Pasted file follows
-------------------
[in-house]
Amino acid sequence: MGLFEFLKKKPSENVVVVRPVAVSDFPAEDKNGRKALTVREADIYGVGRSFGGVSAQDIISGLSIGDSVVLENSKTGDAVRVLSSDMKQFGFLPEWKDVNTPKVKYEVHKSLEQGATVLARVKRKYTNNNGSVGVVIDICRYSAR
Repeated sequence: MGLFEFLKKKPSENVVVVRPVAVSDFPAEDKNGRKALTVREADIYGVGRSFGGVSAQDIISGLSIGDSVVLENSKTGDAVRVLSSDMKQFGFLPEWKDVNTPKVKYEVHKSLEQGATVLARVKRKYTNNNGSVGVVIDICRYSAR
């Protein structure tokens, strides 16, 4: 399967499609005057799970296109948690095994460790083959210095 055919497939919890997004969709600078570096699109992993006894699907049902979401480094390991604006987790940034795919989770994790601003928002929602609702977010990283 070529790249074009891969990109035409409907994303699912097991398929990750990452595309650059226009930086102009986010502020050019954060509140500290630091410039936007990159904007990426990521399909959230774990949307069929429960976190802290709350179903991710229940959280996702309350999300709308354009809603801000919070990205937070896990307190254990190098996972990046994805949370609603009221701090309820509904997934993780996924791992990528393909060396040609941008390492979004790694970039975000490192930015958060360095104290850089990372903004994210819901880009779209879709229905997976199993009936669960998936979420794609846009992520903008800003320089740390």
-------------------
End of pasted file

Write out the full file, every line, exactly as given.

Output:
[in-house]
Amino acid sequence: MGLFEFLKKKPSENVVVVRPVAVSDFPAEDKNGRKALTVREADIYGVGRSFGGVSAQDIISGLSIGDSVVLENSKTGDAVRVLSSDMKQFGFLPEWKDVNTPKVKYEVHKSLEQGATVLARVKRKYTNNNGSVGVVIDICRYSAR
Repeated sequence: MGLFEFLKKKPSENVVVVRPVAVSDFPAEDKNGRKALTVREADIYGVGRSFGGVSAQDIISGLSIGDSVVLENSKTGDAVRVLSSDMKQFGFLPEWKDVNTPKVKYEVHKSLEQGATVLARVKRKYTNNNGSVGVVIDICRYSAR
């Protein structure tokens, strides 16, 4: 399967499609005057799970296109948690095994460790083959210095 055919497939919890997004969709600078570096699109992993006894699907049902979401480094390991604006987790940034795919989770994790601003928002929602609702977010990283 070529790249074009891969990109035409409907994303699912097991398929990750990452595309650059226009930086102009986010502020050019954060509140500290630091410039936007990159904007990426990521399909959230774990949307069929429960976190802290709350179903991710229940959280996702309350999300709308354009809603801000919070990205937070896990307190254990190098996972990046994805949370609603009221701090309820509904997934993780996924791992990528393909060396040609941008390492979004790694970039975000490192930015958060360095104290850089990372903004994210819901880009779209879709229905997976199993009936669960998936979420794609846009992520903008800003320089740390």